We’re grateful to have the support of a dedicated volunteer base who help us to make Tor the strongest privacy tool out there, and we’re highlighting their work in this series. We want to thank Sina Rabbani, one of the co-founders (and former CTO) of Access Now, a nonprofit dedicated to defending users’ digital rights, for his years of support to Tor and to the internet freedom movement.
There's a new alpha release available for download. If you build Tor from source, you can download the source code for Tor 0.3.4.6-rc from the download page on the website. Packages should be available over the coming weeks, with a new alpha Tor Browser release by some time next month.
Remember, this is an alpha release: you should only run this if you'd like to find and report more bugs than usual.
Tor 0.3.4.6-rc fixes several small compilation, portability, and correctness issues in previous versions of Tor. This version is a release candidate: if no serious bugs are found, we expect that the stable 0.3.4 release will be (almost) the same as this release.
Changes in version 0.3.4.6-rc - 2018-08-06
- Major bugfixes (event scheduler):
- When we enable a periodic event, schedule it in the event loop rather than running it immediately. Previously, we would re-run periodic events immediately in the middle of (for example) changing our options, with unpredictable effects. Fixes bug 27003; bugfix on 0.3.4.1-alpha.
- Minor features (compilation):
- When building Tor, prefer to use Python 3 over Python 2, and more recent (contemplated) versions over older ones. Closes ticket 26372.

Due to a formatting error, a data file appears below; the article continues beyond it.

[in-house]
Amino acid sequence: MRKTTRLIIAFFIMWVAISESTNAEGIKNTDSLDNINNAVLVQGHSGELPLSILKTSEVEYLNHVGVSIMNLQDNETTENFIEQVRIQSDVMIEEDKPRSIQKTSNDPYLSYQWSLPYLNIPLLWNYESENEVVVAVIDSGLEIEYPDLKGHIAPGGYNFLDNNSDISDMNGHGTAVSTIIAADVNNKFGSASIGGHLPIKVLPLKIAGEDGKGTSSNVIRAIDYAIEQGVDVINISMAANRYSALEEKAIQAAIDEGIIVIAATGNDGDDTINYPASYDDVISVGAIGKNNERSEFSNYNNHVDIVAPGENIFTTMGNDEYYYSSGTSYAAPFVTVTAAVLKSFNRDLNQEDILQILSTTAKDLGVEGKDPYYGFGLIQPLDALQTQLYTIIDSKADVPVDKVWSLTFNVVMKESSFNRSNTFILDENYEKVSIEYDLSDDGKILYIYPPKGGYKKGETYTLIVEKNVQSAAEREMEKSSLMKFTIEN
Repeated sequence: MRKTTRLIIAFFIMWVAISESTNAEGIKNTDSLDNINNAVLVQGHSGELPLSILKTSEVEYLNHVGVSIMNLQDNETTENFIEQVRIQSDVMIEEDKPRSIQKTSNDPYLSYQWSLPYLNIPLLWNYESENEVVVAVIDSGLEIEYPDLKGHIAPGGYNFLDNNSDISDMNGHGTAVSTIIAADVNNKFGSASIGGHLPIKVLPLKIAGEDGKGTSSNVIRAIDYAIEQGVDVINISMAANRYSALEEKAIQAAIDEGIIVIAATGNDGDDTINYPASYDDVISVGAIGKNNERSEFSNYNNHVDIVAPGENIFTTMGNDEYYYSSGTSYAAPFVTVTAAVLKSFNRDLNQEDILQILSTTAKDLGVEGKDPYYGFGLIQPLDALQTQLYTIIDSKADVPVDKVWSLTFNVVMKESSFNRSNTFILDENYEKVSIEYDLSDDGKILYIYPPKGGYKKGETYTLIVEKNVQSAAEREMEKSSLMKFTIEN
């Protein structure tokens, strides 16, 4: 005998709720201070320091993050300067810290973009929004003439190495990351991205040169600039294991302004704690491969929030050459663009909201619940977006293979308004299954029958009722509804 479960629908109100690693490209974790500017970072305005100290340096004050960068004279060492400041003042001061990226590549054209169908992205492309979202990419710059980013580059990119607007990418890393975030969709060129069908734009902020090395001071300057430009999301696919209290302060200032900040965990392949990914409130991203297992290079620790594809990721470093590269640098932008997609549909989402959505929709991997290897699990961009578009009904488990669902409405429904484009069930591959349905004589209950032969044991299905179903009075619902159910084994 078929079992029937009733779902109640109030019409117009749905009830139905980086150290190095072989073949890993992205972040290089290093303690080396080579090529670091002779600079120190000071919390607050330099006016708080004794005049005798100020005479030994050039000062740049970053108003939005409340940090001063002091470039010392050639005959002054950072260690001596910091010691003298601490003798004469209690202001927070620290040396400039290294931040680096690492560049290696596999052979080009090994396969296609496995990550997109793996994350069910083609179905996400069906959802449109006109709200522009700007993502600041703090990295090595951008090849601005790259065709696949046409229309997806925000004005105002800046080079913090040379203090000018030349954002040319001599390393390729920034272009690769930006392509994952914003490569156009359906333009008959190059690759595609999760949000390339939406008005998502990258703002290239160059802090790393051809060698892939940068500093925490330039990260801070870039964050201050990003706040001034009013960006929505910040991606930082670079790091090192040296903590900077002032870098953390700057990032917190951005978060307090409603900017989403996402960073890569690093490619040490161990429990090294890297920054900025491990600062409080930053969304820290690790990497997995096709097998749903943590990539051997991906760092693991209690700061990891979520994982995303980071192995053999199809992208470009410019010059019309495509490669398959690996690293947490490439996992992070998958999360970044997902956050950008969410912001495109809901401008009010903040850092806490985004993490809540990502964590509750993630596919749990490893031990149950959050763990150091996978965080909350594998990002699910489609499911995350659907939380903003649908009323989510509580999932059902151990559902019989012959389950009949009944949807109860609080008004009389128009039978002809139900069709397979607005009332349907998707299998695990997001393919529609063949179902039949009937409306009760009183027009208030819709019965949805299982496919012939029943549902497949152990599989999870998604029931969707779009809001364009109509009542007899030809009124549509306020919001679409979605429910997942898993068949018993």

We are in the final stages of finalizing our new support portal, just one portal of many new sites to come in our website redesign. In order to finish it, we need to translate it from English into more languages. At the very least, we want to translate it to Farsi, Russian, Simplified Chinese, Portuguese, German, Korean, Turkish, Italian, Arabic, French, and Spanish. If you are knowledgeable about another language not listed here, we'd be grateful for your help as well.
This installment will feature a Q&A with our incoming Executive Director, Isabela Bagueros. We'll start with a brief introduction on Tor, then Isa will highlight a few things we've been up to and give an overview of her vision for the organization as she prepares to become the Tor Project's ED at the end of this year.
The purpose of this post is to discuss what good research needs to do in order to ensure it has the best chance of being adopted by Tor, or any other large software project.
We have structured this post in terms of an ordered list of goals for research. Each successive goal is more difficult to accomplish than the previous one. At the end of this post, we will look at a positive example of excellent research that successfully accomplished all of these goals and give overall takeaways.
This post is meant to update the list of open Tor research problems, to bring focus to specific areas of research that the Tor Project thinks are necessary/useful in our efforts to upgrade and improve the Tor network and associated components and software. It is organized by topic area: network performance, network security, censorship circumvention, and application research. Each topic area provides information about current and desired work and ideas. We conclude with information about doing ethical and useful research on Tor and with suggestions on how to best ensure that this work is useful and easy for us to adopt.
Fixing the guard discovery problem in Tor itself is an immense project -- primarily because it involves many trade-offs between performance and scalability versus path security, which makes it very hard to pick good defaults for every onion service. Because of this, we have created an add-on that can be used in conjunction with a Tor onion service server or a Tor client that accesses Tor onion services.